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New data protection legislation came into force in the UK on 1 March 20001 introducing safeguards for the processing of information relating to individuals, including obtaining, holding, using and disclosing that information. The law represents a substantial departure from previous data protection legislation as it applies not only to computerised and electronic information, but also to paper records held in certain filing systems. It covers virtually all structured information about identifiable, living people. Patients' statutory rights of access to their health records are enshrined in this act, which abolishes the cut-off point before which there was previously no right of access to manual health records (1 November 1991, and 30 May 1994 in Northern Ireland). This means that UK patients have a new right to see their complete health records. Older records were not written in the knowledge that patients might see them and there is concern about the nature and tone of some of these. When complying with their statutory obligations, doctors will have to discuss these matters sensitively with their patients where an aspect of a record could cause offence.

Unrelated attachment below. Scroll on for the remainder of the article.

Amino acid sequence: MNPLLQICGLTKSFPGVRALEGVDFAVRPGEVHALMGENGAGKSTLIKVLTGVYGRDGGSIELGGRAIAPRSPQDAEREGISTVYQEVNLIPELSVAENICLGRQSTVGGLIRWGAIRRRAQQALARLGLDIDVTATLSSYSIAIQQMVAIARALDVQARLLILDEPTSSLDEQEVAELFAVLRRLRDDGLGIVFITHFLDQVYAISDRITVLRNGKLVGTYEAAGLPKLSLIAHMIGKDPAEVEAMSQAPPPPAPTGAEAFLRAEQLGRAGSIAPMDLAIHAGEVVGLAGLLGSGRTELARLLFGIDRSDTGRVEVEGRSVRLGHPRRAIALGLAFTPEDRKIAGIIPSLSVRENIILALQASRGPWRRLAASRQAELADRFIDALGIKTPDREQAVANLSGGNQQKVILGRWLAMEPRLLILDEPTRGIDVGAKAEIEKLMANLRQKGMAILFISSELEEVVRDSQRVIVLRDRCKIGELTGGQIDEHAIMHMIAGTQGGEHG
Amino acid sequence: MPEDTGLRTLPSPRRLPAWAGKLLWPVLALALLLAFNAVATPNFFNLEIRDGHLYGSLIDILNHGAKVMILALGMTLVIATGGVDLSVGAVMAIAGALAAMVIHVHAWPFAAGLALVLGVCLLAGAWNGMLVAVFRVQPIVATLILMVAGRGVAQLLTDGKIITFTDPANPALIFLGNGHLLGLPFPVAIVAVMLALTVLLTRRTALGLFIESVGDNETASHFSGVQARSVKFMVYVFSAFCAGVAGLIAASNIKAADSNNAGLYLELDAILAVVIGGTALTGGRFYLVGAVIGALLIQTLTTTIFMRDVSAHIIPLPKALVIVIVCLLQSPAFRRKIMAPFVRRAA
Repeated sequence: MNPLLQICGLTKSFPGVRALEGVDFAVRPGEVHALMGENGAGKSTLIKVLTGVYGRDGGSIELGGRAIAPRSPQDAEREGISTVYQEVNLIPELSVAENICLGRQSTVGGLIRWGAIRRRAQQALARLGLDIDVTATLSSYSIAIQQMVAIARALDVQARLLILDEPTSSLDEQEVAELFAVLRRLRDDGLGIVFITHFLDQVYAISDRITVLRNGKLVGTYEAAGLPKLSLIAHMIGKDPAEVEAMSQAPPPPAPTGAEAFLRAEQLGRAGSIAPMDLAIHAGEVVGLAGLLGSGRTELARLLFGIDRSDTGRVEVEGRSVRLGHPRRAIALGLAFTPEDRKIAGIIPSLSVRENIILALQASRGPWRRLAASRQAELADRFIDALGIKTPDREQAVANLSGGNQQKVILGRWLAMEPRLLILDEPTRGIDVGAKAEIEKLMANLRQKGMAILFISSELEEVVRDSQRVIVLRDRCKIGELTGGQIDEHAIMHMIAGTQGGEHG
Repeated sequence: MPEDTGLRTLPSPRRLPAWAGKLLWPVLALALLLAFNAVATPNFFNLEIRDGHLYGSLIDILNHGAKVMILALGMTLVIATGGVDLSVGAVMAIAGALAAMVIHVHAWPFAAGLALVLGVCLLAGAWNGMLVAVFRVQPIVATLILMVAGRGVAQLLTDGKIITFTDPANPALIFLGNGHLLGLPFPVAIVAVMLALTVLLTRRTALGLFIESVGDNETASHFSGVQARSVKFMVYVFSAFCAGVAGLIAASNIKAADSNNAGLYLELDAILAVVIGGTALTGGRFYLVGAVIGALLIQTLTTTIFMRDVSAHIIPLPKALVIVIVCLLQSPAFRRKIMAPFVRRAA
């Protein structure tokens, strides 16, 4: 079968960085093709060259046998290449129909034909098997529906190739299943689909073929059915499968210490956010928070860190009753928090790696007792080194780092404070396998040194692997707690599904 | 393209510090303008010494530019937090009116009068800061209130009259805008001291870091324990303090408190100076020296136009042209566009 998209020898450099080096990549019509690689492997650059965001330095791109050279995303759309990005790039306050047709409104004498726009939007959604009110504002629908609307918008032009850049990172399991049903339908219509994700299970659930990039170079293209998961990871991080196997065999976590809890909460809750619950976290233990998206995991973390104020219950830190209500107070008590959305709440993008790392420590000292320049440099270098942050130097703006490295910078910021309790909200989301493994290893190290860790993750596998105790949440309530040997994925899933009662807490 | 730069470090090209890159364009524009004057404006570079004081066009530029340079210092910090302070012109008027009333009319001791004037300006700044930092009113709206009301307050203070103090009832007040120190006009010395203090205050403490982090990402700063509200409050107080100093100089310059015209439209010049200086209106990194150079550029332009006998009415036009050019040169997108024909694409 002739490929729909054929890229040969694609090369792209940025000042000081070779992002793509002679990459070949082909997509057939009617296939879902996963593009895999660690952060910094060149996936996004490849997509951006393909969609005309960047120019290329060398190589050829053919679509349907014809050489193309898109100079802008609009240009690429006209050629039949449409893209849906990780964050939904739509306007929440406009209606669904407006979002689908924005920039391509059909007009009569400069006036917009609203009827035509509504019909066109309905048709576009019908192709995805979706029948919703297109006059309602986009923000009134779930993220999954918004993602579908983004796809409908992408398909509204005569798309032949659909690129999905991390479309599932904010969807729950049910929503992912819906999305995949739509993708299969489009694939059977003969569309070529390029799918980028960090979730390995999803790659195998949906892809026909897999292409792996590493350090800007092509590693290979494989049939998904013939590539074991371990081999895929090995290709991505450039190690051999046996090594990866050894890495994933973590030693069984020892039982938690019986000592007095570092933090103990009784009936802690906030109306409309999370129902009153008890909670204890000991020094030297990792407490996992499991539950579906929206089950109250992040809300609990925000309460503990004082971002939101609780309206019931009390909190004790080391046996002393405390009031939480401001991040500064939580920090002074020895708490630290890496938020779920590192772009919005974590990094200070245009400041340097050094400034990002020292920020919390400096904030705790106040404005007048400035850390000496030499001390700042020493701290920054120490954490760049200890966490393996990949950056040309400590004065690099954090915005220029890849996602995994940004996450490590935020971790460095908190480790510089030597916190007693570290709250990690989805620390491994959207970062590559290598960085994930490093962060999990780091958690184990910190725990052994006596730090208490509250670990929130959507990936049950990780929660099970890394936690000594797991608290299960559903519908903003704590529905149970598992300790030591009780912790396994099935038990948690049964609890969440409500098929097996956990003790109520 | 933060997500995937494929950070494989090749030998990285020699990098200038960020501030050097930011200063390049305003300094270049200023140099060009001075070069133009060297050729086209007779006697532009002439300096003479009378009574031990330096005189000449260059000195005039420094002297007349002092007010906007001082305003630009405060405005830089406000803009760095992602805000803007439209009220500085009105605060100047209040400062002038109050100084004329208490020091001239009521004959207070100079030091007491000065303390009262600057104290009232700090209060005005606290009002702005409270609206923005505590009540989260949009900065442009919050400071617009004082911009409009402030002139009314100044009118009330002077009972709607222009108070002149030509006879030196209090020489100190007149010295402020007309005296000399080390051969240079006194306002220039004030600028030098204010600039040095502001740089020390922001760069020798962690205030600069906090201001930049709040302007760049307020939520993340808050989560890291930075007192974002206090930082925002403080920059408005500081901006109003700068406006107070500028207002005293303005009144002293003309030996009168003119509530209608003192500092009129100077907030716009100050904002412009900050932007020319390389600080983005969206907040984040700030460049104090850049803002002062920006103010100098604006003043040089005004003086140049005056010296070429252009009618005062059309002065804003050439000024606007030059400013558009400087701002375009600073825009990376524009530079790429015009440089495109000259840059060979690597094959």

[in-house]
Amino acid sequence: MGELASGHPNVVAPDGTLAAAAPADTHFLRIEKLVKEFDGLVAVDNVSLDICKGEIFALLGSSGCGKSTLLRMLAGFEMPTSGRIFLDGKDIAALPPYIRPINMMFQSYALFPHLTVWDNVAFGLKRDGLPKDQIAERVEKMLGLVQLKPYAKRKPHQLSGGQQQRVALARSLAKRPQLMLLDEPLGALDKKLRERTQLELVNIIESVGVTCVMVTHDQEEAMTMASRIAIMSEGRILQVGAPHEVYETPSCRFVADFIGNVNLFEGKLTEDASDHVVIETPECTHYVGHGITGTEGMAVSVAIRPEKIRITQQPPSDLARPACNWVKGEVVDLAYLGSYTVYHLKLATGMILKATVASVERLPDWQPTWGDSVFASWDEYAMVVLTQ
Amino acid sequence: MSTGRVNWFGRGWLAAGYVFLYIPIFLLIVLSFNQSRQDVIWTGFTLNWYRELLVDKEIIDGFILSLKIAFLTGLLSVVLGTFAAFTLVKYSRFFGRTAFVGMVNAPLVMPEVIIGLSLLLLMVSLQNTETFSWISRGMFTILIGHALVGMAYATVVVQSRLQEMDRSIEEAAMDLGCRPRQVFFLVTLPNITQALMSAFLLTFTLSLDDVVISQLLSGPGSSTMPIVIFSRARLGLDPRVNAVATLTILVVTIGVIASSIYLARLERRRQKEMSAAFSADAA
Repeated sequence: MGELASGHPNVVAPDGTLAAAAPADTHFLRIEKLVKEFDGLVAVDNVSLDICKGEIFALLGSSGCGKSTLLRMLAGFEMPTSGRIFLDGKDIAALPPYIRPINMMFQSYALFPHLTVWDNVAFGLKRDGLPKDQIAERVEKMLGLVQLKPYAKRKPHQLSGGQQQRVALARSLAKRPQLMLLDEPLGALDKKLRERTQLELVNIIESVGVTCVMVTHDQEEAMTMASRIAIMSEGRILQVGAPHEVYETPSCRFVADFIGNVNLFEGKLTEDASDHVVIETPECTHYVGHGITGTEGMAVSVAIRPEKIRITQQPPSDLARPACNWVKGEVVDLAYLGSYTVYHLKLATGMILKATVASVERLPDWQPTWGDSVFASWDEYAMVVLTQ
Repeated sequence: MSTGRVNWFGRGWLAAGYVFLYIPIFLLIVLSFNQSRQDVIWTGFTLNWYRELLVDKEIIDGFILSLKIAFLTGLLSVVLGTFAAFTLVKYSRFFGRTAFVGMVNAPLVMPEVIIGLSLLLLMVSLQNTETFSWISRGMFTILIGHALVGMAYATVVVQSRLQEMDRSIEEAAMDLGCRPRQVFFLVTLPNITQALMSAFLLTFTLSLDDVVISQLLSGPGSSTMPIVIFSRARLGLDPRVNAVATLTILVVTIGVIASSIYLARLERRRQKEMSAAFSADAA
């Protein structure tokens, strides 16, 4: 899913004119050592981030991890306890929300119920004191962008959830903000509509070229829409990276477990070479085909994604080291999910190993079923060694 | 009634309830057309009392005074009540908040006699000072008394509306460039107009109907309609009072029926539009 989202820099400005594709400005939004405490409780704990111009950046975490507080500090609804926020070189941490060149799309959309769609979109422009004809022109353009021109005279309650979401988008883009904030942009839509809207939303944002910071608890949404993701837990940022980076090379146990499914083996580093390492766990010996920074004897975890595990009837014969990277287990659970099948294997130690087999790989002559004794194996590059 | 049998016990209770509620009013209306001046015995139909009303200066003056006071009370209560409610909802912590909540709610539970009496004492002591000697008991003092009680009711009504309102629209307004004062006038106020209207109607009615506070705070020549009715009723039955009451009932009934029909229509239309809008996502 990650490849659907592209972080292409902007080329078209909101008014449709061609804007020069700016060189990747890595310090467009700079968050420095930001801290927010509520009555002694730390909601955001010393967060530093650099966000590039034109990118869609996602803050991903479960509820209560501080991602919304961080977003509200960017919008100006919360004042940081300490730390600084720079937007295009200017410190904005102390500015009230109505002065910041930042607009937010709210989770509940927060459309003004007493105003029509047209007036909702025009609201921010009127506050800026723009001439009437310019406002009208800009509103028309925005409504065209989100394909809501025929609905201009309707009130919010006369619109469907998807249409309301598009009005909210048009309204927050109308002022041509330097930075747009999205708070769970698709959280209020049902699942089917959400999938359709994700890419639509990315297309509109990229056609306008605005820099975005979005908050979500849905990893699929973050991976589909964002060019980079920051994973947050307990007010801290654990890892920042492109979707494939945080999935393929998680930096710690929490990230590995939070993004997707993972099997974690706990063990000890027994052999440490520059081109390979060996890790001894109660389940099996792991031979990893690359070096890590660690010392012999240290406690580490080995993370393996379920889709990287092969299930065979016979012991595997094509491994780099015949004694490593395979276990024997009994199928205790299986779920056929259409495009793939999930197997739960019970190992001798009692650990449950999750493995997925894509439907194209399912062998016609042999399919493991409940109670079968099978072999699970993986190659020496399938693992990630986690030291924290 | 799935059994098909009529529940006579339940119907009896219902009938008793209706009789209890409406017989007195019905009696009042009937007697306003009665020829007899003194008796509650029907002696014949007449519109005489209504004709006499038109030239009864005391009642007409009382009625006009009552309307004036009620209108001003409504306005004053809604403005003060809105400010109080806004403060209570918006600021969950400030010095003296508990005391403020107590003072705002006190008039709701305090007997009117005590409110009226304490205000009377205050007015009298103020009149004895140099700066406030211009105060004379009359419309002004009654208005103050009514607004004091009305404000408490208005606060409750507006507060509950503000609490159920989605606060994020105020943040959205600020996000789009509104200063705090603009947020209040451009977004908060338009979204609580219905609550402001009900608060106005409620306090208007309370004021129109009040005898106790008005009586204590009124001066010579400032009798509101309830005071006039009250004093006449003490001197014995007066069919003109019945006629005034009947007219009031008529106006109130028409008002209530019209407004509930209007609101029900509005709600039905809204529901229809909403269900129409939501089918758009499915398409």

General issues of access to health information are also the subject of debate in the UK. The main issue of contention is the legitimacy of implied consent. The Department of Health (DH) advises that people imply their consent to the use of information for “National Health Service (NHS) purposes” when they seek or accept NHS care. Professional and regulatory bodies, however, contest the validity of implied consent unless patients are aware of the potential uses of their information and given a genuine right to refuse. The British Medical Association's (BMA) guidance on confidentiality goes into considerable detail about the responsibilities of doctors not to release information without consent.2 It offers practical suggestions for informing patients of their rights, although recognises that a single system of providing information to patients is unlikely to be the answer. With the vast array of record-keeping arrangements in the NHS, keeping track of people who have refused consent and acting on that refusal is potentially highly burdensome. Failure to do so, however, may be construed as a breach of patients' legal and ethical rights.